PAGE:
You place your hand on the white skin of the ship. You admire its rough, jagged texture, a surprisingly delightful quality, although you can only infer the surface’s character from the way the sharp sunlight casts shadows upon it. You take care not to put too much pressure against the vessel, because you don’t need your advanced grasp of physics to know that doing so will push you back more than you will push the vessel away, and you will have to spend precious micro-rocket fuel to secure your proximity to the ship.
You look above you (or should that be below?) and see what others before you have lovingly described as a blue marble. You admire the clouds, white and frayed, soft and seemingly still in a layer underneath the blue fringes of the planet’s atmosphere.
From where you are, the sun is an intimidating presence. It is a violently brilliant orb, and yet, in the emptiness of all that surrounds it, you can sense the clash between its intensity and the fragility of worlds. You look at the stars, and even them, their beautiful multitude, they cause you distress, because their lights will forever be only a dream beyond your reach.
You hear nothing but your own breathing, and the occasional beeping of the systems that keep your suit a habitable space. You listen carefully to this solitary sound. This, the voice of your body, is the only thing sparing you from the silence of space.
I started watching films from the Cinemalayà festival in earnest in 2010, catching around three films from each annual outing. I won’t deny that part of the motivation to attend the screenings is a not-so-subconscious desire to be identified as cultured—which, as a survey of blog posts and tweets and Facebook updates would indicate, is very much a desirable identity. I confess to enjoying every big-budget, mainstream production that comes out of Hollywood, so you can probably explain my Cinemalayà-watching as a simple curiosity to see a different kind of movie. But, in all honesty, there’s a part where I believe that these films are superior to most commercial movies; in that way, these so-called indie films matter.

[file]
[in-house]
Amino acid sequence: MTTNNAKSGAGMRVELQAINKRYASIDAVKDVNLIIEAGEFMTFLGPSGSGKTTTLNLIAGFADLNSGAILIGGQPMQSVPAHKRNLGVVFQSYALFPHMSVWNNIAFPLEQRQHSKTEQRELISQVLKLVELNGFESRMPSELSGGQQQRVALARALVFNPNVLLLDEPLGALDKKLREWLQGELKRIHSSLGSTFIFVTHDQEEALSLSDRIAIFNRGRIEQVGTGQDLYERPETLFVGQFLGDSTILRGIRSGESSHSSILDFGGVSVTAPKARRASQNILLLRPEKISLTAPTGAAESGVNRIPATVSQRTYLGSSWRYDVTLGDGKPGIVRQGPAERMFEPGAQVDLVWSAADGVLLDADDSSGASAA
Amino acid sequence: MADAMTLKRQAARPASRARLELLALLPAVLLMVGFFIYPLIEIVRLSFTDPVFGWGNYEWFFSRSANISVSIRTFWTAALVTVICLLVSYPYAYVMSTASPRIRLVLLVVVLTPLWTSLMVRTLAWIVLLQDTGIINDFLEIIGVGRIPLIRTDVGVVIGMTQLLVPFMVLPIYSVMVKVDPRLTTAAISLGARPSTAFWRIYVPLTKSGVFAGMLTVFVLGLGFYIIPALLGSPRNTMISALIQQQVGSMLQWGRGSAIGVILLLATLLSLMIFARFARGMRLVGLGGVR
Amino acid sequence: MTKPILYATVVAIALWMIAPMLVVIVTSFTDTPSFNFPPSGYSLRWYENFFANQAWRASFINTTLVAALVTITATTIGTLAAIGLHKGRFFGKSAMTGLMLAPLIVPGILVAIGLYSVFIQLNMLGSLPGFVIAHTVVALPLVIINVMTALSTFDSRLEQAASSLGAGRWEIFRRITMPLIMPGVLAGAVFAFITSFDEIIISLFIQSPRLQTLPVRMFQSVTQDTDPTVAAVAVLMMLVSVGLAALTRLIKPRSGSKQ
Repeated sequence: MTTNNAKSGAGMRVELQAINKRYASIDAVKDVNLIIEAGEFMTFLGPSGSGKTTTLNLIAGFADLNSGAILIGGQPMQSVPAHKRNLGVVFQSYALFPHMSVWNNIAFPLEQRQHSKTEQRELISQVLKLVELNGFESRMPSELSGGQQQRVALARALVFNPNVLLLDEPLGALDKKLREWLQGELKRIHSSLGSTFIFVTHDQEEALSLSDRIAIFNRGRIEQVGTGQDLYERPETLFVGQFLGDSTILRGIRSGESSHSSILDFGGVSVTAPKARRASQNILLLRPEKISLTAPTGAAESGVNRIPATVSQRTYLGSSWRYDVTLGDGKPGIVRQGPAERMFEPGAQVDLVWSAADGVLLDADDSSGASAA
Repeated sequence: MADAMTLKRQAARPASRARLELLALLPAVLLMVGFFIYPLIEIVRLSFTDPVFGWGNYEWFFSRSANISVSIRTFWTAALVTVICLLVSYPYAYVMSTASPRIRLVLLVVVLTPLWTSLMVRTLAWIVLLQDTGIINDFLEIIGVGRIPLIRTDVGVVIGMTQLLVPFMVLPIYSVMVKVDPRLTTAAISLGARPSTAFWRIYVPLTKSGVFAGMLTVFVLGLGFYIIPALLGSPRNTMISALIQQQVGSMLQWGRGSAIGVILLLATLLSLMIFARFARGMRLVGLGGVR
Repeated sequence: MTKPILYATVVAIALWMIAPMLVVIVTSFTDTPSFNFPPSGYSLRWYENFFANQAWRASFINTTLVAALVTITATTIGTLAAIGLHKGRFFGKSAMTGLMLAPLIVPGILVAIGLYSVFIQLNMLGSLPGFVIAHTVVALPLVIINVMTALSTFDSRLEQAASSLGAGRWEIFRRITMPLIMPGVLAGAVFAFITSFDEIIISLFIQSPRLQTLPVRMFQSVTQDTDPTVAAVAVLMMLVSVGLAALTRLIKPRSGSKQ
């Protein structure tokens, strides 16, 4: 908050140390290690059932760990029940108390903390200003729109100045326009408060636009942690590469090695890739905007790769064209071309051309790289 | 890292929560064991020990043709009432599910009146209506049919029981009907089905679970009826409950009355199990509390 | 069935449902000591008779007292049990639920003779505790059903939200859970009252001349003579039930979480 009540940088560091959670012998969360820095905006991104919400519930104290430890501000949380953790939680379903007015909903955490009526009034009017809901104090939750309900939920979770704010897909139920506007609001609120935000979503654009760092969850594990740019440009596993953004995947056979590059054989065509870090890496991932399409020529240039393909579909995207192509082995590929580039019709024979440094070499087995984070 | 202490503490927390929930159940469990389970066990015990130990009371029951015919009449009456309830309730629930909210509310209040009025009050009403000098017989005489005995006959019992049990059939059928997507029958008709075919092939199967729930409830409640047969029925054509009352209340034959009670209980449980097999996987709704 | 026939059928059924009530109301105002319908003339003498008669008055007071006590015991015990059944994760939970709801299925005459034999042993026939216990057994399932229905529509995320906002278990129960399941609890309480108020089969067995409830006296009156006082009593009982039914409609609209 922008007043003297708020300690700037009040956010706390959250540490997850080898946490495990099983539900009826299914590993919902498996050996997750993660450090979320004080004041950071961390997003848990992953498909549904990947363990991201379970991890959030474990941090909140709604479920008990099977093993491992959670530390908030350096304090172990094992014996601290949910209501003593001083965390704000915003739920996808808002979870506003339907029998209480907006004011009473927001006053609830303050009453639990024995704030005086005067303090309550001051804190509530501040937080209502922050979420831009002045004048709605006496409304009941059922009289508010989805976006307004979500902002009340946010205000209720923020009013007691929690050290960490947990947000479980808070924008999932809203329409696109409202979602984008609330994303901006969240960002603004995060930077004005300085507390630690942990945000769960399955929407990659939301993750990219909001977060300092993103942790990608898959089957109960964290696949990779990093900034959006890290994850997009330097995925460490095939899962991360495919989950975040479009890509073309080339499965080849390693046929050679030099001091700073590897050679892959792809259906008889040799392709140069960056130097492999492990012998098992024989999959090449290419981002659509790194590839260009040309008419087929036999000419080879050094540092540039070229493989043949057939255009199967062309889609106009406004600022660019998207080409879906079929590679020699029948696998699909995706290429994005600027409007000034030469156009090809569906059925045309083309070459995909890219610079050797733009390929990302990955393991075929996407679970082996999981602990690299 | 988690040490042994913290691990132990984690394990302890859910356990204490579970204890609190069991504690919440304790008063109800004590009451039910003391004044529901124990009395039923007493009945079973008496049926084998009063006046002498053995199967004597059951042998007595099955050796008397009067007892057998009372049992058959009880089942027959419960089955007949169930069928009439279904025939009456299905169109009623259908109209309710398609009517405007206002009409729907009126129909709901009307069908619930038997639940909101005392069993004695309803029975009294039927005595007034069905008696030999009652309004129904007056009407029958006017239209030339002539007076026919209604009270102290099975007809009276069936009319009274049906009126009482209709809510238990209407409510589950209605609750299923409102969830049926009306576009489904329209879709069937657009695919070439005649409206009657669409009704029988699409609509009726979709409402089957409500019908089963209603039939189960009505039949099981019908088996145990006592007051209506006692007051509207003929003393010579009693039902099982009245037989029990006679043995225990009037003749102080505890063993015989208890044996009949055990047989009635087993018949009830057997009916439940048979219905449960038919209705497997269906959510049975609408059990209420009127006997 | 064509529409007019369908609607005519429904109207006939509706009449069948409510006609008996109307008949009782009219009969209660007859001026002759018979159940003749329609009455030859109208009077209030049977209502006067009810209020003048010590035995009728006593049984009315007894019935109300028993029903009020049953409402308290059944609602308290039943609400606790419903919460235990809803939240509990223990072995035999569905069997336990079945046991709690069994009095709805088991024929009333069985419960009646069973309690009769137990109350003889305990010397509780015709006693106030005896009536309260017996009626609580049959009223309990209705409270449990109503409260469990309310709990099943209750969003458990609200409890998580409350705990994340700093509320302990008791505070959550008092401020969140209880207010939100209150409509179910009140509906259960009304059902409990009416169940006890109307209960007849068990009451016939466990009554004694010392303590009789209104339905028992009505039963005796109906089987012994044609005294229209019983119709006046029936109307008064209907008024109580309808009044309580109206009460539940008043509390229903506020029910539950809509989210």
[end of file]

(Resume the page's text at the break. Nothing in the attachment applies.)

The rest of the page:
Instead of attempting an ambitious and amateurish essay on why the term/categorization ‘indie film’ is problematic, I would just share my opinions on the three movies I saw at Cinemalayà this year.
I want to live my life in saturated technicolor, until I die puking rainbows, broken emeralds and shards of sapphire. I want my reds to burn in anger; I want to drown in deep blue. I once grabbed a kid’s box of crayons and broke each one of the sixty-four sticks (and I was as cruel as I could be to the white crayon). I gave the child a set of metallic spray paints in psychedelic violets, telling him to never, ever put crayon on paper again. The colors are simply never happy enough.
Before I post anything on Facebook, I think hard about it first. Actually, even before typing into the textbox, I would’ve mentally rehearsed and revised my paragraph about something totally interesting I saw on the streets in the day. I hear voices telling me, “That’s not worth it. You will get no Likes.” To which another voice, weaker but purer, would respond, “No, do it, trust in yourself. Dispel your social insecurities. Only few people ever get multitudes of Likes in every post they submit, and even then, they probably started out with a couple of unpopular status updates.” (This latter voice sounds like Obi-Wan with a hint of Yoda.) There is an all-powerful, ever-encompassing set of unwritten rules guiding what should and should not be posted in social media, that we all follow even if the rules differ from one person to another or between social circles. In this respect at least, there is a lot less differentiation between the real and the virtual—but this subject is worthy of a lengthy discussion on its own.